By Aggie Moncus: Quay County Sun Coumnist
Although I wanted to write this column before Thanksgiving, the slave wouldn’t let me use the computer because she said she didn’t want me to lose the story she was working on. Well, I just waited until she had lost it herself and then told her to move over because it was my turn to play with words. Besides, I had something to say about the holiday from a dog’s point-of-view.
She is always telling me what I should be thankful for, but she doesn’t realize I have a mind of my own and need to tell her what she should be thankful for. First of all, she should be thankful she is my slave and my friend because I keep her in touch with reality and give her a major reason to enjoy life. I am her caretaker and see that she gets up in the morning to feed me and to make her coffee. I then see that she has plenty of exercise by demanding to go outside long enough for her to get back to her chair so I can then pound on the door and force her to let me inside again. She needs to move around more than she does and would just sit in her chair indefinitely if I didn’t cause her to obey my orders.
Of course, I am thankful that the slave prepares my food while she is preparing her own and have a feeling she might not eat regularly if I didn’t let her know that she should be feeding me breakfast, lunch, or dinner. Also, I let her share a few bites of her food with me when she has cooked meat that I like. By doing so, I keep some of the weight off her even though I might gain a little myself. I have even learned to like some of the vegetables she serves when she will mash them a bit and put them in with my kibbles. Peas and carrots are my real favorites, but I also like pinto beans with a dab of green chile. At least, all those add color to the really dull dry food.
I am always thankful for the Sunday drives we take even if I make her chase me all over the backyard before I will get into the car. She doesn’t realize I am giving her a chance to warm up what is left of her muscles before we go for our walk in the country. I am also glad she keeps me on the leash during those walks because I might lose her along the way and would have to go for help in order to find her.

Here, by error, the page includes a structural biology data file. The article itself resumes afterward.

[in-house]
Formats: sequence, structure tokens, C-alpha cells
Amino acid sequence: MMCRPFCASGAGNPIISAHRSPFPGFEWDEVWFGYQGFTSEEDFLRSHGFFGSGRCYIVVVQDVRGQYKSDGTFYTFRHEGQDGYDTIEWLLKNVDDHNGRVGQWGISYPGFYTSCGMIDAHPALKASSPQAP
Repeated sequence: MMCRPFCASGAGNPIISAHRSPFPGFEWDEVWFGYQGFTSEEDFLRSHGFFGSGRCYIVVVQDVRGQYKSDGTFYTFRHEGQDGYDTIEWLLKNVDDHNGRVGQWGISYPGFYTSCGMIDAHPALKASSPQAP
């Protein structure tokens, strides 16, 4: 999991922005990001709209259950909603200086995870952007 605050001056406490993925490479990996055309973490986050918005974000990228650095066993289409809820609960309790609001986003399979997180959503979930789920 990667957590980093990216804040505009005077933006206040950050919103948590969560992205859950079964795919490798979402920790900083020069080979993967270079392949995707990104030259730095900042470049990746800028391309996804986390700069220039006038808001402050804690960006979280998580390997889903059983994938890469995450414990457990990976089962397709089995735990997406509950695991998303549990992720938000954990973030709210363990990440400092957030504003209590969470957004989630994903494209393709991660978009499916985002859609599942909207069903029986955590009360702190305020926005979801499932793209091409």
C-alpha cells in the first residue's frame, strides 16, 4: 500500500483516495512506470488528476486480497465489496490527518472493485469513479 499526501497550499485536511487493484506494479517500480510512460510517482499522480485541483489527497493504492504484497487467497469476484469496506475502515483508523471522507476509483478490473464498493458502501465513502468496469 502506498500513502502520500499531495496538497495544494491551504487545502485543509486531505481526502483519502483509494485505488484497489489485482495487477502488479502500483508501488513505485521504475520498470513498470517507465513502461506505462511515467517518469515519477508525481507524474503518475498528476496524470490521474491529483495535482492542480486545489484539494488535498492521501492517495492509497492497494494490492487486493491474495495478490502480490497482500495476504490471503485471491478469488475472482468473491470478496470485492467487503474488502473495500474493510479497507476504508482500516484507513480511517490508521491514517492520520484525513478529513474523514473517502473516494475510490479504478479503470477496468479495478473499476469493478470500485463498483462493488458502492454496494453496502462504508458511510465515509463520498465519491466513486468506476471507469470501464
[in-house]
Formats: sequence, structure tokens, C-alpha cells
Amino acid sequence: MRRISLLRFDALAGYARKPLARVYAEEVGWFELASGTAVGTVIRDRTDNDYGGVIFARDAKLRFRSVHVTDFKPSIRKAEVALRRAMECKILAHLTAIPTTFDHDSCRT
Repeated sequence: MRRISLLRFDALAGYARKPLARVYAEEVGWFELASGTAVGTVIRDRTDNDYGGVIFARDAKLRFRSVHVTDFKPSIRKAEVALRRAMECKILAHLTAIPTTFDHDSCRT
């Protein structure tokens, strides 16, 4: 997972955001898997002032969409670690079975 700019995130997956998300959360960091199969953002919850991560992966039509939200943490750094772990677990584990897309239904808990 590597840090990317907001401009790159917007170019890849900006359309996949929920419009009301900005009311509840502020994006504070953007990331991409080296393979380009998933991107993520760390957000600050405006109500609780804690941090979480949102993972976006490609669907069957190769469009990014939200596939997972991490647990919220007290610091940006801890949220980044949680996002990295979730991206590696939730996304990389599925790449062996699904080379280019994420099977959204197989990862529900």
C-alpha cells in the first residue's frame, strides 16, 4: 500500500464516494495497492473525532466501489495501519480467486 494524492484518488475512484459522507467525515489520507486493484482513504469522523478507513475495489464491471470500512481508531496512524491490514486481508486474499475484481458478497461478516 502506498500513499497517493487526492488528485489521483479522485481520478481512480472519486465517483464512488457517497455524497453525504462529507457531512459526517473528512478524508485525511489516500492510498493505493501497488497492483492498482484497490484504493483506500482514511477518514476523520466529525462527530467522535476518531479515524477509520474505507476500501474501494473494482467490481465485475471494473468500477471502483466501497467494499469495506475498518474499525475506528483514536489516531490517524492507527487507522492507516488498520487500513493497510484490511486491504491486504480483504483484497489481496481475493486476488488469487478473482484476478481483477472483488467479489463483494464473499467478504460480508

She is apt to stop to take pictures or just to look at the scenery, and I might forget to stop if I didn’t hit the end of that leash. I’m also glad she takes water along because I sometimes forget to drink before we leave town and am usually very thirsty before we finish those walks.
Most of all, I am thankful to be a dog because I don’t have to do much of anything I don’t want to do. I can run and play when I want to and don’t have to answer the phone when it interrupts my naps. I can sit in the yard and visit with my other barking friends when we decide to talk at the top of our lungs.
I can chase the birds, cause the cats to leave the yard, and play with the lizards. I can roll in the grass and hide in the bushes when the slave is trying to find me after dark. Just watching her dash from place to place is major entertainment and also lets me know she really cares when she gets to hunting seriously and then bends down to pat me on the back when I finally decide she has looked long enough.
I don’t have to set aside a day called Thanksgiving because I am thankful every day. I am most thankful at night when I can sit in the chair beside the slave and let her rub my back while she stares at television. I know I make her feel secure because I feel secure. I don’t have to say anything to her while she is talking to me, and she knows I will at least pretend to listen when she thinks she has a problem.
I’m thankful to live on this corner and to be able to write this column on occasion so you can get a small glimpse of the canine world. Just be thankful every day and enjoy life as much as I do and you will feel great.